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Long Drive Home: A Novel Hardcover – May 17, 2011

3.3 out of 5 stars 77 customer reviews

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Editorial Reviews

From Publishers Weekly

Allison follows What You Have Left with a tight drama, part psychological thriller, part tragedy. Glen is an accountant living in New Jersey with his successful wife, Liz, and their six-year-old daughter, Sara. On an ordinary drive home from school, a series of mundane decisions grow increasingly dire and culminate in a car accident that sets road-raging Glen onto a path of deception and self-destruction. The novel is told from Glen's perspective, in part through a confessional letter written to Sara, an obvious but nonetheless effective tension builder. It's a slow burn as guilt chips away at Glen's sanity and his marriage crumbles, his impotent angst finds an unlikely outlet, and he comes under ever more scrutiny by a strangely motivated detective. Allison's triumph is the skillful rendering of Glen's transformation as a basically good guy whose fatal flaw leads him to a cataclysmically stupid decision. And while other characters fare less well—the cop on Glen's tail is straight out of an airport thriller, and Liz isn't given the chance to break through her mercenary and fundamentally unpleasant mold—Allison's effortless prose and playful genre mixing showcase a burgeoning talent. (May)
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Review

“A man driving with his 6-year-old daughter in the back seat gets a case of road rage after a teenage driver cuts him off….[T]he dad, Glen, decides to teach the teenage boy a lesson….While narrowly focusing his lens on the event and its consequences, Mr. Allison still manages to take in a panorama of human behavior. Not knowing what his little girl was aware of, Glen doesn’t admit his role in the accident to his wife or the police. Mr. Allison’s gift is in making that lie—and each new one it inevitably spawns—understandable, showing how this story could be anyone’s.” (The New York Times)

“In this psychological thriller, the cover-up is as bad as the crime….With one disastrous decision and the turn of his steering wheel, Glen Bauer manages to destroy four lives and two families. That incident and the years of guilt and deception that follow are the subject of Allison’s fine second novel (after What You Have Left), a gripping morality that raises questions about race, conscience and the responsibilities of parenthood….Allison’s eye for the quiet details of domestic life highlights what’s at stake, and he makes brilliant use of the precocious Sara…” (People)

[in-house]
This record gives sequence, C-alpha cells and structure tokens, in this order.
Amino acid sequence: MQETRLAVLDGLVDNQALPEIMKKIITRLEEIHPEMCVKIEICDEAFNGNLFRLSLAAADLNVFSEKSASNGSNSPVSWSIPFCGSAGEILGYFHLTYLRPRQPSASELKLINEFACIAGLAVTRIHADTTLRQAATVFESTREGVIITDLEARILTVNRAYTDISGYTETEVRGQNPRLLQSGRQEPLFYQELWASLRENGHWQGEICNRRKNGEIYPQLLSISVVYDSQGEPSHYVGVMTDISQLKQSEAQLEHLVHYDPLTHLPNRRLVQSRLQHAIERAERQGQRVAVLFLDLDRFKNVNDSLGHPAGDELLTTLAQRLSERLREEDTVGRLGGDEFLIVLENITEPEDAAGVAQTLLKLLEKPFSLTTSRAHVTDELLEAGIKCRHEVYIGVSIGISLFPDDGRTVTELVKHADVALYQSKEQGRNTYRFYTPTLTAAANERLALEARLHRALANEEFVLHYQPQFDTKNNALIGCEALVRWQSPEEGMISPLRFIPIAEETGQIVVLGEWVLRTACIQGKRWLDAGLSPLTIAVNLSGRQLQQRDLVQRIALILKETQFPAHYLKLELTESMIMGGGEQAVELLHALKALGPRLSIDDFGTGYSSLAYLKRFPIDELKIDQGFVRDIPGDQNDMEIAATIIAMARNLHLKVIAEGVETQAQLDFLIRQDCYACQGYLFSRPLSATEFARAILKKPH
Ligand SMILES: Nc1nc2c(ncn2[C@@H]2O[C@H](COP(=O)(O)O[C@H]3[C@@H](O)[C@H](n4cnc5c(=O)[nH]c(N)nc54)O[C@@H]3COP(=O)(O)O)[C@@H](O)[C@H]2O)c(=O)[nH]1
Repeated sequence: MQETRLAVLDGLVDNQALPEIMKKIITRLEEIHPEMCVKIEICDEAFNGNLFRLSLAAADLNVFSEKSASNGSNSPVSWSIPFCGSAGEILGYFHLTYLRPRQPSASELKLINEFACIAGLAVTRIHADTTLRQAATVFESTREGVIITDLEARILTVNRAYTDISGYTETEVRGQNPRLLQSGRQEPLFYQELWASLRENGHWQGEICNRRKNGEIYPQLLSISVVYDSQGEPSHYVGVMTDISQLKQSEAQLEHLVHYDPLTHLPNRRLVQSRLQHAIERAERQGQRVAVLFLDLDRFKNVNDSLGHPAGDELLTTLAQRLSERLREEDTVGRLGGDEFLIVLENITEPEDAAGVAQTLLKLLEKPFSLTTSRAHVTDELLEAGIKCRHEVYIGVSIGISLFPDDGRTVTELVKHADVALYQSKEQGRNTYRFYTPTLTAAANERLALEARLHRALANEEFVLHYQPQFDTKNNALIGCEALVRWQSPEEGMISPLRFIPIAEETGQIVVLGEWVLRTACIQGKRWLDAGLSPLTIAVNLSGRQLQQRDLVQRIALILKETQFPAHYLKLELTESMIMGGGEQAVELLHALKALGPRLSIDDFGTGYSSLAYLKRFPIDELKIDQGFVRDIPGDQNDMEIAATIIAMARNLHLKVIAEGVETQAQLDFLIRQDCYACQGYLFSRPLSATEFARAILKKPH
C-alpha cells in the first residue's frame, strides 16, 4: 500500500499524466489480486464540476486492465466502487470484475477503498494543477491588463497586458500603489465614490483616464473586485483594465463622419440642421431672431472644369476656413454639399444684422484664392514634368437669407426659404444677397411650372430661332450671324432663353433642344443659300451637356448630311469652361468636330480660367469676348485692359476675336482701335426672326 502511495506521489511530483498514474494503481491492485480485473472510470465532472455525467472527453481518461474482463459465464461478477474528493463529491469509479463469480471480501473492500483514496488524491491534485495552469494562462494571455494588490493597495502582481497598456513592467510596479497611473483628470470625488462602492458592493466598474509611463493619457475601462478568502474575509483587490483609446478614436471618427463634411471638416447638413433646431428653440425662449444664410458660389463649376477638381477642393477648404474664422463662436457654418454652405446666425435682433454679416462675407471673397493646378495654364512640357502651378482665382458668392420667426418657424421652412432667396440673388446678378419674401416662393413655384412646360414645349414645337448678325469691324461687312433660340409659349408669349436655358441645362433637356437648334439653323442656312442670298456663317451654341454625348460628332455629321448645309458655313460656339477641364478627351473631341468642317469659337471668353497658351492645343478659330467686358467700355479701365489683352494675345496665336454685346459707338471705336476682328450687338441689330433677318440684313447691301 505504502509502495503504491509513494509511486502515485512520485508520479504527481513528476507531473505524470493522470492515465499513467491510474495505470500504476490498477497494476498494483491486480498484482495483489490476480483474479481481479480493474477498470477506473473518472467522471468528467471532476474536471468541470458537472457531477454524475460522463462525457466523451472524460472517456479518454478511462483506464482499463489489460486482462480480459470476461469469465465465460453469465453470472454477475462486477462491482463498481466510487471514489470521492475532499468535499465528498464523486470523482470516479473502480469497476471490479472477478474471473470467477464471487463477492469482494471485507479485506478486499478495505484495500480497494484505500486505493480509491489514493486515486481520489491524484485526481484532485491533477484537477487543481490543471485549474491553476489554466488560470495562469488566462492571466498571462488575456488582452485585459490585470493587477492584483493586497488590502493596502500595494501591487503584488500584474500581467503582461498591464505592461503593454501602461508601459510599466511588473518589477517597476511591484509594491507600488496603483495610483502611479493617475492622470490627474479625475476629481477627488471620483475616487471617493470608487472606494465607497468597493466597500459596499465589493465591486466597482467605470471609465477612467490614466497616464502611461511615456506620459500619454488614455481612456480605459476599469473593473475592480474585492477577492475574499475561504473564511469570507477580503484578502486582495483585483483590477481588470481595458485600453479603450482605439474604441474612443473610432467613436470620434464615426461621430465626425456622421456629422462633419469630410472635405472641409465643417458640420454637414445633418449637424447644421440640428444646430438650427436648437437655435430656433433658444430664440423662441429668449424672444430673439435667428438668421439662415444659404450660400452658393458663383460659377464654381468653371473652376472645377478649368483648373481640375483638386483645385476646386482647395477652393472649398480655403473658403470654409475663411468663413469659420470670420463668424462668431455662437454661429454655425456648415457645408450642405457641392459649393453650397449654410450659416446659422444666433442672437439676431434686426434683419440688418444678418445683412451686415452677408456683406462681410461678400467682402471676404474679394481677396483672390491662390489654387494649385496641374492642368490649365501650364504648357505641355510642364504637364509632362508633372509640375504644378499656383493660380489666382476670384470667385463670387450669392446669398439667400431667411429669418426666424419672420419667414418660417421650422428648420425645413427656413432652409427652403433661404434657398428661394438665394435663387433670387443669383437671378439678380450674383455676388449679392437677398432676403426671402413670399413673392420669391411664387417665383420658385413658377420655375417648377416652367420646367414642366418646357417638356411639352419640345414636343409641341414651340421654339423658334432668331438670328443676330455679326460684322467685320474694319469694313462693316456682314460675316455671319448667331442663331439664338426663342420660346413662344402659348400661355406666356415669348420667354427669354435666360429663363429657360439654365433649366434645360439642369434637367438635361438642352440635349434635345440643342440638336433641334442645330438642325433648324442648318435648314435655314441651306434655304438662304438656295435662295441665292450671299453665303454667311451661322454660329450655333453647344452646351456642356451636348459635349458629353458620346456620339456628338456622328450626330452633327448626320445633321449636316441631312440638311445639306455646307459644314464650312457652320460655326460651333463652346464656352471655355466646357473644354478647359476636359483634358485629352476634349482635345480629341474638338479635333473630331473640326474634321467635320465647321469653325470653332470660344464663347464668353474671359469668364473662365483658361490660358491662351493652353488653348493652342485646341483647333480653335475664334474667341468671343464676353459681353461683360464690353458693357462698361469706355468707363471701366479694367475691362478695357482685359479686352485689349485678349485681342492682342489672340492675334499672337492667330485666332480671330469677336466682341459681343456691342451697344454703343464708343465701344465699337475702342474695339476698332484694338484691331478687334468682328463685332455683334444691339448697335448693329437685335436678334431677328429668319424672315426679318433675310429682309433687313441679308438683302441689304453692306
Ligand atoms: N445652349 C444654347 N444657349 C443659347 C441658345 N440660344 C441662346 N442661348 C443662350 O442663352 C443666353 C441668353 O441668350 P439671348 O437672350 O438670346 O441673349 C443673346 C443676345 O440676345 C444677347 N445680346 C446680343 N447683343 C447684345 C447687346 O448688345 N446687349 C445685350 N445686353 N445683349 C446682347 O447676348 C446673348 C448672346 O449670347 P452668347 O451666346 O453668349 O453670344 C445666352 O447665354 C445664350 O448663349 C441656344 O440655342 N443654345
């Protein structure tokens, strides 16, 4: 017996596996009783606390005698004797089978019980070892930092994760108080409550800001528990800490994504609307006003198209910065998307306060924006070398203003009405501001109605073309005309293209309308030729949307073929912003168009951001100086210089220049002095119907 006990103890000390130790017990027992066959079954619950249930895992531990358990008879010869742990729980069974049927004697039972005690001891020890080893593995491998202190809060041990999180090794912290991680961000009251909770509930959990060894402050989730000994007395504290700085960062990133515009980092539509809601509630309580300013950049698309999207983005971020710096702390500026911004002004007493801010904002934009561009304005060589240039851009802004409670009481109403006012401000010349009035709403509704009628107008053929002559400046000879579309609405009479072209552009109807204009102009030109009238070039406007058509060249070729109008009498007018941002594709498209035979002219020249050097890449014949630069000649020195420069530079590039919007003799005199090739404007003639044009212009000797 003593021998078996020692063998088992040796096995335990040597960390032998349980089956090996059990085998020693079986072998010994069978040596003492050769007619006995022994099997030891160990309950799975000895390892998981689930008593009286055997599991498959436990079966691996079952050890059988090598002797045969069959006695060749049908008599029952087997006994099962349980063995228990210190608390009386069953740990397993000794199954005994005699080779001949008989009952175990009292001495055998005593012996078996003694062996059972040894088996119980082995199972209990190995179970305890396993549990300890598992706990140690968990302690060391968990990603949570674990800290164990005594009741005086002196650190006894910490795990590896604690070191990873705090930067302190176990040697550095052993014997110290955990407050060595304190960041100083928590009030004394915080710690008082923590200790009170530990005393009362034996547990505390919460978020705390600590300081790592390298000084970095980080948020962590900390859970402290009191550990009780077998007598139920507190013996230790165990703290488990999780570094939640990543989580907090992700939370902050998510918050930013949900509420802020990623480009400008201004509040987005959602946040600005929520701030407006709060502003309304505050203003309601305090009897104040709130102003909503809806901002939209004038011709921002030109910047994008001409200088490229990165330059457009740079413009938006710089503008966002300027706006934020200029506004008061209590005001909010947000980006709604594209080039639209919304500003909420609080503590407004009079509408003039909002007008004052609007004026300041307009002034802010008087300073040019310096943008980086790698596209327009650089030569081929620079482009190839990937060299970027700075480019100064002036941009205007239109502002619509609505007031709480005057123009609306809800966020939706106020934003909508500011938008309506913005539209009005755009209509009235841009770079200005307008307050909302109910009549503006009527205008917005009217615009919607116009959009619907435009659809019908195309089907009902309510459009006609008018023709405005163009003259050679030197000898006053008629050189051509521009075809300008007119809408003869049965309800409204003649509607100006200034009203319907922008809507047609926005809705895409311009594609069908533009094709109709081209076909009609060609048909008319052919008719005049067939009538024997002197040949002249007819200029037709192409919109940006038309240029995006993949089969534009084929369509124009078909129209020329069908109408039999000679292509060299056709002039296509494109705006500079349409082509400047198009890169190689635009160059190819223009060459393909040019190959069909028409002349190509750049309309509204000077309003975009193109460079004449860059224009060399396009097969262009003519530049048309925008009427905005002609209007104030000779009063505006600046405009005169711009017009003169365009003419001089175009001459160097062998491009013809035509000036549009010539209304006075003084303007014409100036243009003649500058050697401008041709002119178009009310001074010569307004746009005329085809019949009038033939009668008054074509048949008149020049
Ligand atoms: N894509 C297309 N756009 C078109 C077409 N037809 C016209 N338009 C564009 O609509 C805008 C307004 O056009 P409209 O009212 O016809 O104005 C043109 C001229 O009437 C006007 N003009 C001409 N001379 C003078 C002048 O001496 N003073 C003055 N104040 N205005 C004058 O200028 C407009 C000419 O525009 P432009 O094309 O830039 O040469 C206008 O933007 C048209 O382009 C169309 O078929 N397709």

"Like a nightmare that gets scarier and scarier as the hyperrealistic details mount, Will Allison's psychological thriller Long Drive Home can shake you up . . . But while wondering whether Glen will get arrested is what keeps you turning pages, Allison's eye for the details of marriage and fatherhood, and his deconstruction of what can happen when a good guy makes one false move, are what will break your heart." (O, The Oprah Magazine)

“In Long Drive Home, Allison focuses on the brutally quick unraveling of Glen’s peaceful existence, filling the reader with not only dread but also the desire to discover what terrible—or hopeful—development awaits on the next page.” (Entertainment Weekly)

"[A] tight drama, part psychological thriller, part tragedy . . . Allison's effortless prose and playful genre mixing showcase a burgeoning talent." (Publishers Weekly)

“Will Allison’s beautiful novel is part detective story, part wrenching family drama. It will make you hold your children tighter and kiss your husband or wife longer, thinking of the simple pleasures of everyday life that can be so easily spirited away.” (Hannah Tinti, author of The Good Thief)

“Will Allison’s Long Drive Home is a sneaky novel, and I mean this as highest praise. Just as the narrator's misdeeds sneak into his conscience and then refuse to leave, so too will this novel’s wry voice and beautifully drawn characters burrow into your heart and mind. A harrowing, terrifically tense, unforgettable book.” (Brock Clarke, author of Exley)

“In Long Drive Home, Will Allison reminds us how risky life is, how one bad move, one swerve from the right path, might set in motion a series of events that can destroy what we love.” (Bonnie Jo Campbell, author of American Salvage)

Long Drive Home examines, with haunting elegance, how quickly one bad decision can descend into calamity. The dread grows with every page—as does the horrifying realization that the narrator’s choices could be yours, and his tragedy could so easily be your own.” (Lauren Grodstein, author of A Friend of the Family)

“Will Allison is a natural storyteller. As he makes clear with his stunning second book, he also has a habit of writing poignant, compulsively readable novels. Long Drive Home is a gripping, elegant, morally complex, and vividly realized portrait of our time and place.” (Frederick Reiken, author of Day for Night)

"A lean masterwork of suspense, Long Drive Home is burnished, brilliant, and irresistibly alluring in its depiction of a man who, when beset by his greatest fears, finds only himself to blame." (Bruce Machart, author of The Wake of Forgiveness)

"In Long Drive Home a fatal car wreck sets off a series of moral crises in the lives of an ordinary suburban family. At stake: race, justice, a couple's marriage, the future of their six-year-old daughter. Will Allison has written a wise and indelible domestic thriller: heart-quickening, heartbreaking—that rare thing: a genuine literary page-turner." (Porter Shreve, author of When the White House Was Ours)

“In Long Drive Home, Will Allison displays a stunning understanding of the ways small unworthy acts can sometimes unravel us. This story of responsibility, regret, and one family's response to a single dishonesty is a powerful tribute to the complexity of human interactions. You won't soon forget either the chills or the compassion this book will evoke.” (Robin Black, author of If I Loved You, I Would Tell You This)